An exercise to release your anger and still maintain control, for those afraid of expressing their anger, is to kneel by your bed and hit it with a rolled up newspaper, speaking or shouting your thoughts about your anger. Allow yourself to cry if you wish when your thoughts have diminished. Then lie on your bed and think to yourself that your anger is over and use calming imagery to soothe yourself. Note that you have been able to control your anger and need not fear it. When you feel more settled, write down what you said or shouted when you were angry. Examine your thoughts for extremes that need to be challenged.

It is necessary to deal with your anger effectively rather than suppressing it or being enraged.

                  Keep Notes About Your Anger:

Note when and why you are angry; your thoughts and behaviour when angry; rate how strong your anger is using the scale 0-10 (0 is irritated and 10 is enraged). Make honest, daily anger notes for a fortnight or more, dating each entry – this will enable you to see what things need to be improved.

Answer the following questions in your notebook:

How frequently do I get angry? Do others know when I am angry? Does my anger help me to cope? Is my anger preventing recovery? What do I achieve from being angry? Can I obtain these things in other ways? Do I express anger in ways others expressed anger in my childhood or differently? How do the ways I handle anger compare for before and after my trauma (if applicable)? Do I feel relief from getting angry? Are there alternatives to getting angry yet achieving the same sense of relief? Could I consider forgiveness as opposed to revenge, or a compromise between the two?

Dealing with Bodily Sensations:

Consider the physical sensations that tell you that you are becoming angry (e.g. do you become tense and sweat?) Control your physical sensations due to anger, by using Controlled Breathing and Relaxation Techniques.

See Program 1: Coping Strategies Counselling Advice – Controlled Breathing and Relaxation Techniques.

Specific Anger Management Techniques:

You could vent your anger by:

Talking to another person about your anger.

Writing about your anger.

Speaking your anger on to a tape recording.

Drawing your anger.

Talking to God about your anger.

The ‘Time-Out’ Technique:

Discuss with your partner and others concerned beforehand that as part of learning to control your anger, you will take a ‘Time-Out’ next time you are angry. This means that you will leave to be alone for no more or less than an hour, when you feel your anger rising. During this time you should not drink or drive. Use any technique that will help you to calm down and not overreact when you return (e.g. controlled breathing or physical exertion). Explain to those concerned that you are not rejecting them nor should they worry about you when you need to be alone to calm down. Request their support in your efforts at anger management.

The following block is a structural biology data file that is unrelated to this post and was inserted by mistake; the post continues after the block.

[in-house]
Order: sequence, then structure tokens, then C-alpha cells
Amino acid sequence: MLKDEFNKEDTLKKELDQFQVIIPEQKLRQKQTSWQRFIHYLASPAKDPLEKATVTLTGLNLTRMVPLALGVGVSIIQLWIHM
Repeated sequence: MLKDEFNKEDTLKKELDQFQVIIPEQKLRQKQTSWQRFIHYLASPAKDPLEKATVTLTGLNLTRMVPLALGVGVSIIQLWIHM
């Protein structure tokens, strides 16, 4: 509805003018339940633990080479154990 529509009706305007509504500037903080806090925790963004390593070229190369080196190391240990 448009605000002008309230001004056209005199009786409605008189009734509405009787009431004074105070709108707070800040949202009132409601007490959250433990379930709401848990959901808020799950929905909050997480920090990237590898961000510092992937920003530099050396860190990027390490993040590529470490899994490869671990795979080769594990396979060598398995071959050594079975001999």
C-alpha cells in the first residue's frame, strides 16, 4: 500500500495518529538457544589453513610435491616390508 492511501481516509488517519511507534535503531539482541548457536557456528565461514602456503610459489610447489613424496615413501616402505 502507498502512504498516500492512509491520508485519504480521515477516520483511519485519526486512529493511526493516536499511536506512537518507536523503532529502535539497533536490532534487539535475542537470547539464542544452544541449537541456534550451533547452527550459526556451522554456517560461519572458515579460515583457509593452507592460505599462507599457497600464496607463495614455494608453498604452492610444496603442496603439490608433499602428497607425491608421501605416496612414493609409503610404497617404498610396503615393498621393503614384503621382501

The ‘Thermometer’ Technique:

Visualize a large thermometer with red mercury to represent your temper. Allow yourself to see the graduation marks. When you are calm there is just enough mercury for effective interaction with others. As you become agitated the temperature will rise – you will be aware of bodily sensations such as quickened breathing and flaring nostrils. All thermometers have marks at the top for a ‘danger zone’ and you need to bring the mercury down before you get into this zone where you will lose control over your thinking so will be unable to act appropriately.

Use controlled breathing, the ‘Time-Out’ Technique or any other means to get the mercury to fall to a safe level where you are in control of your anger. When you reach room temperature level you can deal with the situation in a rational manner. You need to use this technique regularly for effective results.

The ‘Assertive Communication’ Technique:

Clarify what you want to discuss that is upsetting you.

Communicate your feelings using ‘I’ statements (e.g. ‘I am frustrated…’)

Specify the action you want to happen.

State any stipulations or consequences.

Thank the other person for listening.

Try rehearsing the ‘Assertive Communication’ Technique before an encounter.

If you are doing yourself physical harm (e.g. cutting or self-mutilating), you are not coping and should seek the help of a professional.

You need to expose yourself to a hierarchy of problem situations to gain control of your anger.

See Program 1: Coping Strategies Counselling Advice – Eye-Movement Technique (EMT), Mood Induction Procedure, Rational Emotive Imagery (REI), Imago Graded Exposure and In Vivo Graded Exposure.

Build a good support network.

See Program 1: Coping Strategies Counselling Advice – Social Skills Training, Communication Training and Negotiation Training.

Develop a positive body image.

See Program 1: Coping Strategies Counselling Advice – Criticism, Countering Self-Criticism, Improving Your Self-Image and Combating Self-Harm and Coping with the Need for Approval.

Build your confidence.

See Program 1: Coping Strategies Counselling Advice – Assertiveness Training, Neuro-Linguistic Programming (NLP), Building Confidence I, Building Confidence II, Building Confidence III, Building Confidence IV and Program 16: Overcoming Low Self-Esteem.

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     18. Conclusion

Constantly bear in mind the model for analyzing irritability and anger. Use the model to solve your irritability and anger problem.


See Program 1: Coping Strategies Counselling Advice – Relapse Prevention.